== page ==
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Migration patterns of Neolithic settlements on the abandoned Yellow and Yangtze River deltas of China

Published online by Cambridge University Press:  20 January 2017

Zhongyuan Chen*
Affiliation:
Key Laboratory for Estaurine and Coastal Research, East China Normal University, Shanghai 200062, China
Yongqiang Zong
Affiliation:
Department of Geology, University of Durham, Durham DH1 3LE, UK
Zhanghua Wang
Affiliation:
Key Laboratory for Estaurine and Coastal Research, East China Normal University, Shanghai 200062, China
Hui Wang
Affiliation:
Department of Geology, East China Normal University, Shanghai 200062, China
Jing Chen
Affiliation:
Department of Geology, East China Normal University, Shanghai 200062, China
*
*Corresponding author. E-mail address:Z.Chen@ecnu.edu.cn (Z. Chen).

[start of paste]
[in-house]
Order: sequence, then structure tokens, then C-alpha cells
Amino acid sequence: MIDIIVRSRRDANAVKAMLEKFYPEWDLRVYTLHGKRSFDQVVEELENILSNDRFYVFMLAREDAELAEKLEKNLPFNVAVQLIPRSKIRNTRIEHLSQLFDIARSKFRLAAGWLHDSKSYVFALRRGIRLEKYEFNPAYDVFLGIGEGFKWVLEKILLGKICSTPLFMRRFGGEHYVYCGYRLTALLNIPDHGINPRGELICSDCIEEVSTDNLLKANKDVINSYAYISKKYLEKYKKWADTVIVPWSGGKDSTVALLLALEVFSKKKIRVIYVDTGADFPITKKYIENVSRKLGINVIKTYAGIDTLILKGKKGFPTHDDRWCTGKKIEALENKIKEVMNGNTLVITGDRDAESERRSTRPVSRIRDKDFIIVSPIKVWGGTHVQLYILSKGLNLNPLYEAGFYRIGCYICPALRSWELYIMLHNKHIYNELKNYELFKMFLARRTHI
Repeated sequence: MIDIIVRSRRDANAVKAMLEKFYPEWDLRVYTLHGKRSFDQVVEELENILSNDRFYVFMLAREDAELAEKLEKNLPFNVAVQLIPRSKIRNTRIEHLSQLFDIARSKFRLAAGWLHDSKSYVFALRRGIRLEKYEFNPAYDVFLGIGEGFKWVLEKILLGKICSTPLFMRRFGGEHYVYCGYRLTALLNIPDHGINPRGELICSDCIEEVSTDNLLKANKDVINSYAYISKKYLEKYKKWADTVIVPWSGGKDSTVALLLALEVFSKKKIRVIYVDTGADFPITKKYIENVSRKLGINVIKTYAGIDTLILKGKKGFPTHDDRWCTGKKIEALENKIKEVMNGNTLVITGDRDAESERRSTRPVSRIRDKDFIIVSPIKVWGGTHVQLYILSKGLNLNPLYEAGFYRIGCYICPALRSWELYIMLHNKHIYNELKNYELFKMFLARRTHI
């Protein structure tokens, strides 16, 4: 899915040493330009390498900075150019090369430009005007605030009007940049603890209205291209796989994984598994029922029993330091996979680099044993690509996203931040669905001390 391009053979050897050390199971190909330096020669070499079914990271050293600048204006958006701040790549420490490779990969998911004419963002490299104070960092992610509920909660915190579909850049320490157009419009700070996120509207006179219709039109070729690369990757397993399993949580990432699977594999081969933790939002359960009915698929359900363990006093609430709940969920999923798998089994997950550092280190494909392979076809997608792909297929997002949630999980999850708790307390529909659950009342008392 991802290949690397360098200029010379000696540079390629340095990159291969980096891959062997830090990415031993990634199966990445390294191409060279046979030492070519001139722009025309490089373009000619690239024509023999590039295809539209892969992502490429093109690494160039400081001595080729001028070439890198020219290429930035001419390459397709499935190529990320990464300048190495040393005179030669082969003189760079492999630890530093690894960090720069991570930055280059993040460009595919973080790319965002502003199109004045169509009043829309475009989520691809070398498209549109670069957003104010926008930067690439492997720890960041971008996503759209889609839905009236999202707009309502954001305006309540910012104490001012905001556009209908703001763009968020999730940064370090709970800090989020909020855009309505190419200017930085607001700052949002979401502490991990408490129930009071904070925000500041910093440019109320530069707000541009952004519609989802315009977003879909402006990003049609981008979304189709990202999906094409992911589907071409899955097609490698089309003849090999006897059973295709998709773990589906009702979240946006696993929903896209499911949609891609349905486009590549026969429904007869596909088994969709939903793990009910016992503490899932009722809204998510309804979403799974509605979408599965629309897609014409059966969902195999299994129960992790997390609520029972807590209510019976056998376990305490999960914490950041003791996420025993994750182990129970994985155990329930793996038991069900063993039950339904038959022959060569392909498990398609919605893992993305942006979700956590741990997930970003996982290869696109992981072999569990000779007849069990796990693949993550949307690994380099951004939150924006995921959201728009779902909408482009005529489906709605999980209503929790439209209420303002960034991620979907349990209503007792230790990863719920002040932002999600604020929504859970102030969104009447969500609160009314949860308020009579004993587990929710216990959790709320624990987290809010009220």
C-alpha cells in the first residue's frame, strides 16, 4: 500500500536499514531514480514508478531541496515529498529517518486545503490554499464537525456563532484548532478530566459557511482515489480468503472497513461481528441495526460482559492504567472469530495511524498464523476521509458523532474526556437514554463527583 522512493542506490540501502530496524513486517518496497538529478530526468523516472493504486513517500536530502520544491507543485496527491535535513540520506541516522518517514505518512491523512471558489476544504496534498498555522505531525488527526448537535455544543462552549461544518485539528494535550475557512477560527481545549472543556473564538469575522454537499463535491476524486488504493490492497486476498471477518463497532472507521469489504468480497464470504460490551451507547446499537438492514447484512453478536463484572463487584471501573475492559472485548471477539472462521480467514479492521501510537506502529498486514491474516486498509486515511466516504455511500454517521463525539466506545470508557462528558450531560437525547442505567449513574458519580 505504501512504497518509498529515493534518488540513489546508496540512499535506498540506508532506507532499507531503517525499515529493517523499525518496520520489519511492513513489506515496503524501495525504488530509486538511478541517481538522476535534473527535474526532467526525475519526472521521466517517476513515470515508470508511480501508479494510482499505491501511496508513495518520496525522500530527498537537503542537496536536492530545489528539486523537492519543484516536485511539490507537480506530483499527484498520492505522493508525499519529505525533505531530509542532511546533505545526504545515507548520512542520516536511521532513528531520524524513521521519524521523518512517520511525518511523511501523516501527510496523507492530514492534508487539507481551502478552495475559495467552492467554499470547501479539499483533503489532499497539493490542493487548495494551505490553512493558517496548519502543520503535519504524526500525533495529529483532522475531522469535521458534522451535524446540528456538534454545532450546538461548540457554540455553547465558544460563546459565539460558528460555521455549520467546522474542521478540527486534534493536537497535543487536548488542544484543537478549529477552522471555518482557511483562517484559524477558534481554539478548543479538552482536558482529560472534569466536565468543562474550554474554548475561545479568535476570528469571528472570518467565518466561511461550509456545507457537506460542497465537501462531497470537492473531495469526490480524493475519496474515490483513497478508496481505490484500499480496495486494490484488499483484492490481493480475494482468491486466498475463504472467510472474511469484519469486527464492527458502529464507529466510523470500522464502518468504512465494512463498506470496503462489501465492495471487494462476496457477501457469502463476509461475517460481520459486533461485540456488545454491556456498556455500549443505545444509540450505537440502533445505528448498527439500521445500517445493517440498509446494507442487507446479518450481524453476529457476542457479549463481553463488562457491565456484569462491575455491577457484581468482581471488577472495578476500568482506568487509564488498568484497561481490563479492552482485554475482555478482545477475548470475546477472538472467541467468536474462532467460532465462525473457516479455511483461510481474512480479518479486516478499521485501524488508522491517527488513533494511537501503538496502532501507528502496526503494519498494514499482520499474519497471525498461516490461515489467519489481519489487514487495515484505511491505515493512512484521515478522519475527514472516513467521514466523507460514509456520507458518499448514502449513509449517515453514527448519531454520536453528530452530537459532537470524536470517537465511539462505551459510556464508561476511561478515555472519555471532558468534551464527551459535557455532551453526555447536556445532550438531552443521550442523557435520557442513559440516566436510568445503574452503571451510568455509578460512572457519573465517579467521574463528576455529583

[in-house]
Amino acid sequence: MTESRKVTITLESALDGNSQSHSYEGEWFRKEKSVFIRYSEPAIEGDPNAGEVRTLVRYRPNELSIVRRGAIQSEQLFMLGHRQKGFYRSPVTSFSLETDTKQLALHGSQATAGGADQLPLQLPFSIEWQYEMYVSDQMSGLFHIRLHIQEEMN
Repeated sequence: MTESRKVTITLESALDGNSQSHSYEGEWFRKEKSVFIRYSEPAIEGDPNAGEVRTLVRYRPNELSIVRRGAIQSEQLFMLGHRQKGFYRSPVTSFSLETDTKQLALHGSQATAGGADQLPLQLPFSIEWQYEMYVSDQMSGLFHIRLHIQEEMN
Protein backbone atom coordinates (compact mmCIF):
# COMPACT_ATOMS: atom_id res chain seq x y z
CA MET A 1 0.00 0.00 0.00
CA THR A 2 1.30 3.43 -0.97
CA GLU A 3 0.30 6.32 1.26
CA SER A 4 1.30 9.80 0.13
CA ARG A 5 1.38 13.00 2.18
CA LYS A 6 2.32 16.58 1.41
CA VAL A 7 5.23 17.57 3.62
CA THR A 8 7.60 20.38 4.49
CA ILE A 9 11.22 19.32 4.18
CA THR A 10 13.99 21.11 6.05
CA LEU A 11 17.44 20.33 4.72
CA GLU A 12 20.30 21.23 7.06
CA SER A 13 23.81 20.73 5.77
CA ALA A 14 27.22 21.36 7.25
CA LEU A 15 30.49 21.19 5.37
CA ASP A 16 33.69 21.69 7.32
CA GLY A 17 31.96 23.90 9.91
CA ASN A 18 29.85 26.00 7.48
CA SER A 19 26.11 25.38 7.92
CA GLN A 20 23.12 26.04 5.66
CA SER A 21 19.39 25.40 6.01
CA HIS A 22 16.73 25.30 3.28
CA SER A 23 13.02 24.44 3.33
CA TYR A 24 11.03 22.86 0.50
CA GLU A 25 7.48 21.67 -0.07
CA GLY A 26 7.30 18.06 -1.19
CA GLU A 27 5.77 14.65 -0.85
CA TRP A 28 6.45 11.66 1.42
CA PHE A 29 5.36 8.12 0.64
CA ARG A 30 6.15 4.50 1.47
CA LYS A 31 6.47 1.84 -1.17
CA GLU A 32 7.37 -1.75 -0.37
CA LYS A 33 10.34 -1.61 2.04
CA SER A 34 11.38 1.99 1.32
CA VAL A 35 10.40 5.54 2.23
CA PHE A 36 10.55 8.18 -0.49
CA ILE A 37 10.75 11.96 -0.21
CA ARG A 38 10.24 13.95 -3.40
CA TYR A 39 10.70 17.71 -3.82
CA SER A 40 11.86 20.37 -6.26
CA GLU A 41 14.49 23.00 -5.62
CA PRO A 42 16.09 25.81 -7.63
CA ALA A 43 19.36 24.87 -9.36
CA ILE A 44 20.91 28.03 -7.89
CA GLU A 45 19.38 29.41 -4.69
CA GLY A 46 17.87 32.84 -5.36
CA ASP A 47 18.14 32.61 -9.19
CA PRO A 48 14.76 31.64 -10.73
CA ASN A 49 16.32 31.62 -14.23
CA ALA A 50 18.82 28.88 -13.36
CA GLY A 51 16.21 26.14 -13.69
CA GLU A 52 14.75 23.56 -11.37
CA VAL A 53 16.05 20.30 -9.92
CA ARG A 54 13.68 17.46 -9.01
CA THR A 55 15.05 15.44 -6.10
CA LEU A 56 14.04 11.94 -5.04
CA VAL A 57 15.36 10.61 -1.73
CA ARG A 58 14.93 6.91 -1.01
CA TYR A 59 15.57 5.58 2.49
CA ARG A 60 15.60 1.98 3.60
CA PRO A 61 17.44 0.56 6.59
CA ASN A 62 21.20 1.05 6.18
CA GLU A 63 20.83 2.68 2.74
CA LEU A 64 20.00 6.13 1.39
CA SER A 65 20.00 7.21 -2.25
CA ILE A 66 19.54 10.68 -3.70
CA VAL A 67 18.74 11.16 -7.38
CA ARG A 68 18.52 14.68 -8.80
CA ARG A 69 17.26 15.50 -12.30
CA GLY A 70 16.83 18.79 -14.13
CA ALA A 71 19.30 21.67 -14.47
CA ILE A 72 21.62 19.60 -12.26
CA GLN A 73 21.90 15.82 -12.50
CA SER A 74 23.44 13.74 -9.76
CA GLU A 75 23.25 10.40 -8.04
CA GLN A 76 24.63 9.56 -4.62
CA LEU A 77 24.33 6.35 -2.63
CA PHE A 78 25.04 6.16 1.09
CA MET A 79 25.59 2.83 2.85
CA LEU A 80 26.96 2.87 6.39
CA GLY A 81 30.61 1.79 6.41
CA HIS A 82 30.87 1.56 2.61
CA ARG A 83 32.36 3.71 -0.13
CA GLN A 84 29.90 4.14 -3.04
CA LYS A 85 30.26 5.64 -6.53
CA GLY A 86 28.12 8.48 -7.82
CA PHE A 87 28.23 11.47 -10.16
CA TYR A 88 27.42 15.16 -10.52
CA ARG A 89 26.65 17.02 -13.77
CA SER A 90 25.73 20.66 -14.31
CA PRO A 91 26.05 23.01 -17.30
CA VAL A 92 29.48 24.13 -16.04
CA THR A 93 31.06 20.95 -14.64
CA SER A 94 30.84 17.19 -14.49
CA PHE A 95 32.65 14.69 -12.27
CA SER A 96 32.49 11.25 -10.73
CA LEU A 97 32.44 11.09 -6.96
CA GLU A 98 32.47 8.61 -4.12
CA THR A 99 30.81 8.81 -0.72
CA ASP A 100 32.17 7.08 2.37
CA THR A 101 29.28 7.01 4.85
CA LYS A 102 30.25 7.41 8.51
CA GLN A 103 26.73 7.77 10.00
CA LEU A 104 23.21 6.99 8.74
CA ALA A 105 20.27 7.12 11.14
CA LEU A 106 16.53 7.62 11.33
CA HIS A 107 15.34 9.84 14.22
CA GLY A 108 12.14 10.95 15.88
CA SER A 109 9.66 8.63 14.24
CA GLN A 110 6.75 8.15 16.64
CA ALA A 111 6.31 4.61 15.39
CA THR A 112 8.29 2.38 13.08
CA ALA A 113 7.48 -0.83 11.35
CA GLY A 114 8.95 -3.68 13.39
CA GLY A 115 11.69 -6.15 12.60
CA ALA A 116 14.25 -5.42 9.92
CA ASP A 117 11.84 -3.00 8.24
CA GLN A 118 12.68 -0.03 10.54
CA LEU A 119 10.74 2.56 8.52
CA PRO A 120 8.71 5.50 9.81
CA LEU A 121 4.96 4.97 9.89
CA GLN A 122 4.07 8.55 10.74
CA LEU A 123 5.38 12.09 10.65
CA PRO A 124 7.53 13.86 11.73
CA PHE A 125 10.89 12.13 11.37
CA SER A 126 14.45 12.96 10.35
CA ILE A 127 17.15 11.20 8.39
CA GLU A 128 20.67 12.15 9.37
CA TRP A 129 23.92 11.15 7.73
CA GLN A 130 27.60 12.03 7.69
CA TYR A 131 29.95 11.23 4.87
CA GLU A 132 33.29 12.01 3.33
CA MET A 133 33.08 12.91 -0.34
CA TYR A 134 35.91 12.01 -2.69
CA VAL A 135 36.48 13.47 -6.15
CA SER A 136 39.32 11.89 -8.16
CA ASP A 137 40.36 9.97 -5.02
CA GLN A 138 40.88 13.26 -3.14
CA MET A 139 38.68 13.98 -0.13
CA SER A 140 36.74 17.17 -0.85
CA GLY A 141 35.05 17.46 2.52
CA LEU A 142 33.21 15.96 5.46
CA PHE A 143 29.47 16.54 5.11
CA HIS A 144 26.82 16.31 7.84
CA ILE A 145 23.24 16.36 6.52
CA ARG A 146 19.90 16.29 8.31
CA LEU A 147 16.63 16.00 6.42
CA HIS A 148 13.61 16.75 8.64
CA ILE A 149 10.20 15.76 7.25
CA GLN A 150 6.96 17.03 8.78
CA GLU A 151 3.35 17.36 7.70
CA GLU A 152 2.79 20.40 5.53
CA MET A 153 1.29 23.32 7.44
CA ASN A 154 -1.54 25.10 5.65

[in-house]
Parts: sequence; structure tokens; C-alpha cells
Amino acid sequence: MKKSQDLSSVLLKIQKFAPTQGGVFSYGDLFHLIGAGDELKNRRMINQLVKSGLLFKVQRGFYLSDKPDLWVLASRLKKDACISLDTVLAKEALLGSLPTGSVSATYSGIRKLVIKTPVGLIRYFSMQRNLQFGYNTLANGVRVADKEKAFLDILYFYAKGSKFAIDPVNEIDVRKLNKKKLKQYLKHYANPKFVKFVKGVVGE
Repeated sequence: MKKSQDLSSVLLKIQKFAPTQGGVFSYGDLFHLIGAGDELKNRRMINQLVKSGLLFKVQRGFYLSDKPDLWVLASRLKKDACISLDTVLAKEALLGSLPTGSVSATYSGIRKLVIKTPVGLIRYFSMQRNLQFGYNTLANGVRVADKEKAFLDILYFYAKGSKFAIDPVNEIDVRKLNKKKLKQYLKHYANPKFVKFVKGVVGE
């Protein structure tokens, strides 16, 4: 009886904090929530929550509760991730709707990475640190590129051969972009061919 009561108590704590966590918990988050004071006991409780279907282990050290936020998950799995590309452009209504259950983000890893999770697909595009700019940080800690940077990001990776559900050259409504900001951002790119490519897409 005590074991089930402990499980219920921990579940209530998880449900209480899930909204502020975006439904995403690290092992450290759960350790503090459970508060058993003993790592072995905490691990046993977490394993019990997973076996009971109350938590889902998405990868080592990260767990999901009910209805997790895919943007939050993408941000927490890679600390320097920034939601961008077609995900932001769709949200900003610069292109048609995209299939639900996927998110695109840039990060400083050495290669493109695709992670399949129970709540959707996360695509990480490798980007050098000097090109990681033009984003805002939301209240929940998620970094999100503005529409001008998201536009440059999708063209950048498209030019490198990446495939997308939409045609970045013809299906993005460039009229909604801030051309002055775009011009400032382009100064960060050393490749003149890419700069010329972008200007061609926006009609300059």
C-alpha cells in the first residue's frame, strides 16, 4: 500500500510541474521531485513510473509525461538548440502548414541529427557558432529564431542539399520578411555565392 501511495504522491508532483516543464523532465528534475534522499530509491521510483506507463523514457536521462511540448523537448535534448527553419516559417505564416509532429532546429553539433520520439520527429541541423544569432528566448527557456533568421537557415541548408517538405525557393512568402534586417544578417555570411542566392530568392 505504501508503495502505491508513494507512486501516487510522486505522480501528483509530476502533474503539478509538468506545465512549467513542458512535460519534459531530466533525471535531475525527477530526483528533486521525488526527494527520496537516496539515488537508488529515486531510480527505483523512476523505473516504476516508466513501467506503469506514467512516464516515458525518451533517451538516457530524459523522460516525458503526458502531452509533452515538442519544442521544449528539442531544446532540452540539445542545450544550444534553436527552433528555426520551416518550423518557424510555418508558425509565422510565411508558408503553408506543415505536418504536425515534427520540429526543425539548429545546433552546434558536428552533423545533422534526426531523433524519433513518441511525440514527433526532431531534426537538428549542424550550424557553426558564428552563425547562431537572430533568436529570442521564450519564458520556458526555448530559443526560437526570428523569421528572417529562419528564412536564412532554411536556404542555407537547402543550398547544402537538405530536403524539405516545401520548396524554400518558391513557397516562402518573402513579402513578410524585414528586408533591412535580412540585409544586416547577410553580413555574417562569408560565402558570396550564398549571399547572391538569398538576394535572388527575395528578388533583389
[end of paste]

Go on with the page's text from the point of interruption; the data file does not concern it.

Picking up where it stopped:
Abstract

Archaeological records of the Neolithic settlements on the eastern China coast between 35°N and 30°N, an area covering the abandoned Yellow River and the Yangtze River delta plains, reveal that Neolithic people moved from the Yellow River basin onto the northern coast for fishing, hunting and dry-land agriculture ~ 7000 yr ago. Marine transgression interrupted their activities on the low-lying (2–5 m in elevation) coastal wetlands between 6000 and 5000 yr ago, after which they reclaimed their land near the river mouths. Their migration routes on the southern Yangtze delta plain indicate another scenario: early Neolithic communities moved onto the plain for wet-rice cultivation. Despite relative sea-level rise from 7000 to 4000 yr ago, a large number of settlements were established on the lowlands between the eastern Chenier Ridges and the western Taihu Lake depression. The Chenier Ridges, with ~ 1.0 m higher topography than the adjacent coastal area, played a role in sheltering the Neolithic people. Subsequently, settlements waned considerably, possibly due to further marine inundation combined with cold climate. The present study shows that migration patterns of the Neolithic settlements are closely associated with a gradually rising sea level between 7000 and 4000 yr ago.

Type
Original Articles
Copyright
University of Washington

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